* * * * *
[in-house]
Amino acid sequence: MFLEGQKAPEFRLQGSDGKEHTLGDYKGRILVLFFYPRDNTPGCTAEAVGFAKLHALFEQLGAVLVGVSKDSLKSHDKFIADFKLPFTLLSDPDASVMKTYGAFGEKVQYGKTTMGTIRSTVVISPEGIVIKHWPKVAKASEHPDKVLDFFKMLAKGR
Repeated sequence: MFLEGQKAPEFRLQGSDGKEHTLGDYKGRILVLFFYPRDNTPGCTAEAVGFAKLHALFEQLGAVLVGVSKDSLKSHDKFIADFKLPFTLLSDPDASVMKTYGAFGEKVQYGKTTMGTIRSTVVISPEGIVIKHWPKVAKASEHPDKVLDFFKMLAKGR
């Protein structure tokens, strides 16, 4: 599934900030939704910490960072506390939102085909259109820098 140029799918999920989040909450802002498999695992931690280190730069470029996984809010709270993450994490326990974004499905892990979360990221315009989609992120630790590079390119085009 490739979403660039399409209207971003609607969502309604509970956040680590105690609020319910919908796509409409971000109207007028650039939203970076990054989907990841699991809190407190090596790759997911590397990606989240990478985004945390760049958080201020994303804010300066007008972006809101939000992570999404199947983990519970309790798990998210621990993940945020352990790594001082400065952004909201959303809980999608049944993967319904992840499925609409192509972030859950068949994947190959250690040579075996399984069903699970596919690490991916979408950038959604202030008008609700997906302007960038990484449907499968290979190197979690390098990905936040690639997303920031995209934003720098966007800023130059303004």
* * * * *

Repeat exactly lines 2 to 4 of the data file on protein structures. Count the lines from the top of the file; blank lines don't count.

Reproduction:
Amino acid sequence: MFLEGQKAPEFRLQGSDGKEHTLGDYKGRILVLFFYPRDNTPGCTAEAVGFAKLHALFEQLGAVLVGVSKDSLKSHDKFIADFKLPFTLLSDPDASVMKTYGAFGEKVQYGKTTMGTIRSTVVISPEGIVIKHWPKVAKASEHPDKVLDFFKMLAKGR
Repeated sequence: MFLEGQKAPEFRLQGSDGKEHTLGDYKGRILVLFFYPRDNTPGCTAEAVGFAKLHALFEQLGAVLVGVSKDSLKSHDKFIADFKLPFTLLSDPDASVMKTYGAFGEKVQYGKTTMGTIRSTVVISPEGIVIKHWPKVAKASEHPDKVLDFFKMLAKGR
């Protein structure tokens, strides 16, 4: 599934900030939704910490960072506390939102085909259109820098 140029799918999920989040909450802002498999695992931690280190730069470029996984809010709270993450994490326990974004499905892990979360990221315009989609992120630790590079390119085009 490739979403660039399409209207971003609607969502309604509970956040680590105690609020319910919908796509409409971000109207007028650039939203970076990054989907990841699991809190407190090596790759997911590397990606989240990478985004945390760049958080201020994303804010300066007008972006809101939000992570999404199947983990519970309790798990998210621990993940945020352990790594001082400065952004909201959303809980999608049944993967319904992840499925609409192509972030859950068949994947190959250690040579075996399984069903699970596919690490991916979408950038959604202030008008609700997906302007960038990484449907499968290979190197979690390098990905936040690639997303920031995209934003720098966007800023130059303004």